With the Australian dollar having briefly achieved parity with the US dollar last week and looking likely to remain strong for some time, buying from US shopping sites seems more appealing than ever. It can be a great way to save money, but follow these tips to make sure you don’t lose out.
Picture by squeakymarmot
10. Remember, parity isn’t really parity
Even at those brief moments when the Australian dollar and the US dollar are nominally equal, the average consumer isn’t likely to get actual 1:1 rates. Buying on your credit card will generally be pretty effective, but you’ll still have to knock off a few cents to cover conversion charges and the fact you’re not a full-time currency trader. That may not matter for smaller items, but if you’re planning to spend thousands of dollars, it can make a difference.
9. Do comparison shopping locally
There’s no denying that some items are much cheaper from the US, even after considering all associated delivery and conversion costs, and that many Australian online stores aren’t up to scratch. But for anything that’s not a unique one-of-a-kind item that you can only buy from the seller, checking relevant local online stores is a worthwhile step before you plunk down your virtual cash. As well as potentially getting faster shipping (and easier returns if something goes wrong), you may also do better in terms of warranty deals. Remember also for some electrical items, buying overseas can be a nuisance in terms of power supplies, picture formats and other regional restrictions. (Consoles and console games, for example, generally won’t work
8. Factor in postage charges
Obvious, but people often forget it: while many online retailers have good bulk postage rates, the quoted price on the item page will hardly ever be the total cost. Make sure you’ve considered total postage costs before committing to a deal, and look at details such as how long the delivery period is and what the delivery arrangements are — couriers, for instance, won’t generally deliver to a post office box, no matter how compact the item.
7. Set up a US account where appropriate
For some categories of items, you’ll still need to ‘fake’ a US address to get the best deals. For instance, parity really highlights the iniquity of paying $1.69 for a track on iTunes, compared to $US0.99 stateside. We’d normally recommend setting up a US iTunes account for the greater range of content, but right now it looks like a good deal even if you don’t want to buy anything that’s not in the Aussie store. Either way, our guide to setting up a US iTunes account will get you started.
6. Bundle items to minimise cost
Another obvious but occasionally neglected trick with postage: for most major online stores, the postage on a handful of items is often the same as postage on one. Don’t fall into the trap of buying extra just for postage savings, but if you’re using a wide-ranging general purpose store, then it can make a significant difference to your final bill. Read the fine print carefully: Amazon’s postage discounts, for example, won’t necessarily apply for items shipped from third-party sellers, not Amazon itself.
5. Find the best seller in a given category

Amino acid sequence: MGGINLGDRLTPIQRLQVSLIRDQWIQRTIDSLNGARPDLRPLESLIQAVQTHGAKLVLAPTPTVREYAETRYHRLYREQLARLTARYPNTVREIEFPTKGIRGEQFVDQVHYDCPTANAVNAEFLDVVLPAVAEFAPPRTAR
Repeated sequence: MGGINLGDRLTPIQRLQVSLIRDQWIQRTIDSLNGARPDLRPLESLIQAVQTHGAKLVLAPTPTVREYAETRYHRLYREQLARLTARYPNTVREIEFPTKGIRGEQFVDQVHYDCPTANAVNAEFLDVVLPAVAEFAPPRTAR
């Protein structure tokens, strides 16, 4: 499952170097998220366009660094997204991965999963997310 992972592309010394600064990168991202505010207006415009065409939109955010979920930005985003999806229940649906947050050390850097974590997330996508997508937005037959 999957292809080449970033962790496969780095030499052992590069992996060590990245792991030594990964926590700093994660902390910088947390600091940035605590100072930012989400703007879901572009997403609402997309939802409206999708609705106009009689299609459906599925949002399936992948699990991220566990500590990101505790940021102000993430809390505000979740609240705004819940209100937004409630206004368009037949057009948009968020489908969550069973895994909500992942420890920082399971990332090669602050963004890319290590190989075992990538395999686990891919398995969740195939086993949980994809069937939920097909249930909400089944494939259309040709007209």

While general purpose etailers like Amazon can make shipping charges lower, in some cases a single-purpose store can have lower costs. Our favourite example remains the Book Depository, which has a zero-postage charge policy no matter where books are shipped in the world. Buying books from Amazon is unlikely to be cheaper unless you’re also buying other goods (and as we note under 6, not always then).
4. Make sure you spot credit card conversion charges
Different credit card providers take different approaches to listing their conversion charges. Some incorporate them into the final item cost, but others list them separately. If your bank falls into the latter category, remember to include those charges when you’re calculating the value of a deal — it’s easy to neglect them.
3. Contemplate other overseas locations
The sheer scope of the US market means that it’s often the most competitive choice, but that isn’t invariably the case. When buying accessories such as HDMI cables, for instance, I tend to favour Hong Kong retailers (often via eBay) — the postage charges are lower and you get goods delivered more quickly. Do some prudent Google searching for recommendations and you may find that even with favourable exchange rates, the US isn’t always your best choice.
2. Do some searching for coupon codes
Coupons are all-pervasive in the US market — no matter who you’re buying through, chances are there’s some online coupons available if you know where to look. Search Google or Bing for coupons plus the name of your preferred product or etailer, and you might find some useful bargains.
1. Use drop-shippers for non-Australia friendly stores
There’s few things more frustrating than finding the perfect bargain in an online store and then learning they won’t ship to Australia, but there are options. We’ve featured a range of providers in the past who offer the ability to order goods in the US and have them shipped to a US address, including ComGateway, HopShopGo, Price USA and WorldPurchases. This isn’t always cheap — there’s often a service charge and higher postage rates — but for unique goods or major discounts, it’s a useful trick to have up your sleeve.
Got your own money-saving tactics that take advantage of the favourable exchange rate to share? Tell us in the comments.
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